The heatwave seems long ago, the children are going back to school and we may or may not be heading back to the office after almost six months working from home. Some of us may have popped in to the office on a couple of occasions as and when needed or perhaps on a more regular basis in accordance with a strict “bubble” rota.
The Government would now like to have as many of us back in the office as possible. Town and city centres need to be revived with the custom of long-absent office workers. But the office landscape has changed. Notwithstanding the long-held pre-COVID belief of many employers that working from home just wouldn’t suit their business, they have found that many staff have been just as productive at home. These staff have been happier without their commute, happier to be able to spend more time with their family and generally happier with the additional flexibility which working from home provides. They may also be concerned about the enhanced risk of being infected notwithstanding all the risk assessments carried out by their employers and preventative measures put in place in the workplace.
Aside from their staff’s better work-life balance, employers have seen actual and potential cost savings in the physical office. So much so that some employers have told their staff that homeworking will be permanent or that they are only required to attend the office on one day per week going forward. Many employees will not be returning to the office at all until 2021 at the earliest. For other employers, it just wouldn’t be possible for their staff to return to the office while social distancing requires impractical physical separation.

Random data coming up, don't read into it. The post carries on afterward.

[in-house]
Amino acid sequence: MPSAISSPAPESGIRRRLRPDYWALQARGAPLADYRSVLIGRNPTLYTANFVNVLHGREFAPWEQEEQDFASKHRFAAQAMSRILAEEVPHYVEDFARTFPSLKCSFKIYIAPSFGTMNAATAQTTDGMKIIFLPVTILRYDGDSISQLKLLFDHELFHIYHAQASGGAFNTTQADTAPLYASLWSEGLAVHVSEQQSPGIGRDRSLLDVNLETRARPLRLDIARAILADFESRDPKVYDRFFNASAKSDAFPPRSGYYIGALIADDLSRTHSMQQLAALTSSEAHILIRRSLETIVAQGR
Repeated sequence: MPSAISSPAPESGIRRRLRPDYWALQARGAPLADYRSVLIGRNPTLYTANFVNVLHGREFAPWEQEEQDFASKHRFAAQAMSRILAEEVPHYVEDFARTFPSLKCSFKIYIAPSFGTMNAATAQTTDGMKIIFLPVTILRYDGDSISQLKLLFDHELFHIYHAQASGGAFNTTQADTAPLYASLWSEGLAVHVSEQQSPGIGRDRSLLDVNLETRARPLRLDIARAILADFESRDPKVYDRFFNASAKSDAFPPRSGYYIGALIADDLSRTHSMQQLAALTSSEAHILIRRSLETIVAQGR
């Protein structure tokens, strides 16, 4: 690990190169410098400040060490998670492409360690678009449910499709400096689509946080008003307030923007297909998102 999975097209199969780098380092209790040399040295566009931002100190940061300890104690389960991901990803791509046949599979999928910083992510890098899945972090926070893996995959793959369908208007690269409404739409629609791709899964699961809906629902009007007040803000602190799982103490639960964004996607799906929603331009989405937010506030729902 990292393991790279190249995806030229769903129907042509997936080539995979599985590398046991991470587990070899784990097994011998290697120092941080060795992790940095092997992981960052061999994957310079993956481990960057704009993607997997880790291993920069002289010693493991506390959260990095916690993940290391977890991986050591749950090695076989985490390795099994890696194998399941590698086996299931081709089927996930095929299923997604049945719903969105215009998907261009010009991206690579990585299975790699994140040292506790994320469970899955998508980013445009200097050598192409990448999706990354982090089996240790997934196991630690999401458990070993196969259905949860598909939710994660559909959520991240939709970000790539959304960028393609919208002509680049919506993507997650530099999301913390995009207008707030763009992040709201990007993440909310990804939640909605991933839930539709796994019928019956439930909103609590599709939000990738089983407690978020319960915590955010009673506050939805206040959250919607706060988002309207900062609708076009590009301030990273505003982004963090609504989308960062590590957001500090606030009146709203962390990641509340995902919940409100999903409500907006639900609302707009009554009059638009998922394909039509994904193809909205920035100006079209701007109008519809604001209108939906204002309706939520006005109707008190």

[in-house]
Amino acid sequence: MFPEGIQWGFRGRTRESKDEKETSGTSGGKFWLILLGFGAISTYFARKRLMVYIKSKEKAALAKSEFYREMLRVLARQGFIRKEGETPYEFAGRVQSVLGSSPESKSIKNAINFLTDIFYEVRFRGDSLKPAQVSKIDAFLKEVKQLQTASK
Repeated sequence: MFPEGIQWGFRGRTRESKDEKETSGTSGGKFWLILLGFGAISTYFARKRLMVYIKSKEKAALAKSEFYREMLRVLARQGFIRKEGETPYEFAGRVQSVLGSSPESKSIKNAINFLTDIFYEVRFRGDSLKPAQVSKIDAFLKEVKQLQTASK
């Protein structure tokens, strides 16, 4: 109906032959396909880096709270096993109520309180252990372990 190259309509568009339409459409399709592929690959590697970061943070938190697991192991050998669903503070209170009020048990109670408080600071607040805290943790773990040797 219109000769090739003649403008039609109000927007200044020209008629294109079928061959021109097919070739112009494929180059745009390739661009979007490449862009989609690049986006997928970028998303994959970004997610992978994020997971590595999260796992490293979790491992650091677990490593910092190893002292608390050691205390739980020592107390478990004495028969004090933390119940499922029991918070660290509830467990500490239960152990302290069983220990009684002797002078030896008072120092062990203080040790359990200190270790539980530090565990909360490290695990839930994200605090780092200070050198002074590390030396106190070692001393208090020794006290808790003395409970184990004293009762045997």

But it’s not like that for everyone. Sometimes the most creative ideas come from those ad hoc interactions between staff around the ubiquitous water-cooler. Many staff have missed that interaction over the last six months. Regular updates from management and video catch-ups are very important, but the physical isolation of homeworking has taken its toll on many of those staff who want to work in an office. They may not have family at home (or have too much family at home). They may not have the most appropriate seating and desk arrangements at home. Ongoing homeworking may be their worst nightmare, perhaps being detrimental to their mental and/or physical health.
It is for each employer to decide how and when to bring staff back into the workplace. In doing so, they will need to consider how each individual staff member feels about returning to the office and balance that against the need to have them back in the office. Whatever is decided, make sure that you communicate regularly with your staff before and after making any decision. You should also remind them who your mental health first aiders are and about the availability of your employee assistance programme. As my daughter has told me on many occasions, we all have different taste buds. We don’t all like the same things.
The contents of this article are intended as guidance for readers. It can be no substitute for specific advice. Consequently we cannot accept responsibility for this information, errors or matters affected by subsequent changes in the law, or the content of any website referred to in this article. © Mundays LLP.